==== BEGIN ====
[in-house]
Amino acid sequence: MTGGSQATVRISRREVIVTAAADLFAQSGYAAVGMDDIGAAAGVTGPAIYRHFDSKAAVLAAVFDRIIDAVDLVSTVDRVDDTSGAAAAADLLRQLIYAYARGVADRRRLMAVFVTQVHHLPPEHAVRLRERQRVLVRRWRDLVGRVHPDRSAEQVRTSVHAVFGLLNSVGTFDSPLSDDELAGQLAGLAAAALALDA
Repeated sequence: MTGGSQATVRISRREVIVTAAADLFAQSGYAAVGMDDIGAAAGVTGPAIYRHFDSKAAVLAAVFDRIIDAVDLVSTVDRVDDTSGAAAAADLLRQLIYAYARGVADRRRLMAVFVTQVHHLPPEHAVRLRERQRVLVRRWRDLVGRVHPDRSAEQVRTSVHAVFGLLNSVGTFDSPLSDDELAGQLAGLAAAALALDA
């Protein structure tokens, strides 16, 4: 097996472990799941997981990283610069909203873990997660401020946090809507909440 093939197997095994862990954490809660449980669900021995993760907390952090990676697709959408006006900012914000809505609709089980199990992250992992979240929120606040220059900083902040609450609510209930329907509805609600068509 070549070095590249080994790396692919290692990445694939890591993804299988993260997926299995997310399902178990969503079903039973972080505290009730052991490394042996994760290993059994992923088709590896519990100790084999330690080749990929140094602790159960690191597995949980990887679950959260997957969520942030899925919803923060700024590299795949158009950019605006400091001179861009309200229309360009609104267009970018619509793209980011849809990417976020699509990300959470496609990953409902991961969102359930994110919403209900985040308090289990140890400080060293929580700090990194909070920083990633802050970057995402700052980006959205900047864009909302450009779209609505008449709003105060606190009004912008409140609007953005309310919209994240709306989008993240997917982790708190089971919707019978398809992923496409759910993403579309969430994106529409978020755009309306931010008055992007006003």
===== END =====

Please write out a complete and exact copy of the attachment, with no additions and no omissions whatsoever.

[in-house]
Amino acid sequence: MTGGSQATVRISRREVIVTAAADLFAQSGYAAVGMDDIGAAAGVTGPAIYRHFDSKAAVLAAVFDRIIDAVDLVSTVDRVDDTSGAAAAADLLRQLIYAYARGVADRRRLMAVFVTQVHHLPPEHAVRLRERQRVLVRRWRDLVGRVHPDRSAEQVRTSVHAVFGLLNSVGTFDSPLSDDELAGQLAGLAAAALALDA
Repeated sequence: MTGGSQATVRISRREVIVTAAADLFAQSGYAAVGMDDIGAAAGVTGPAIYRHFDSKAAVLAAVFDRIIDAVDLVSTVDRVDDTSGAAAAADLLRQLIYAYARGVADRRRLMAVFVTQVHHLPPEHAVRLRERQRVLVRRWRDLVGRVHPDRSAEQVRTSVHAVFGLLNSVGTFDSPLSDDELAGQLAGLAAAALALDA
């Protein structure tokens, strides 16, 4: 097996472990799941997981990283610069909203873990997660401020946090809507909440 093939197997095994862990954490809660449980669900021995993760907390952090990676697709959408006006900012914000809505609709089980199990992250992992979240929120606040220059900083902040609450609510209930329907509805609600068509 070549070095590249080994790396692919290692990445694939890591993804299988993260997926299995997310399902178990969503079903039973972080505290009730052991490394042996994760290993059994992923088709590896519990100790084999330690080749990929140094602790159960690191597995949980990887679950959260997957969520942030899925919803923060700024590299795949158009950019605006400091001179861009309200229309360009609104267009970018619509793209980011849809990417976020699509990300959470496609990953409902991961969102359930994110919403209900985040308090289990140890400080060293929580700090990194909070920083990633802050970057995402700052980006959205900047864009909302450009779209609505008449709003105060606190009004912008409140609007953005309310919209994240709306989008993240997917982790708190089971919707019978398809992923496409759910993403579309969430994106529409978020755009309306931010008055992007006003």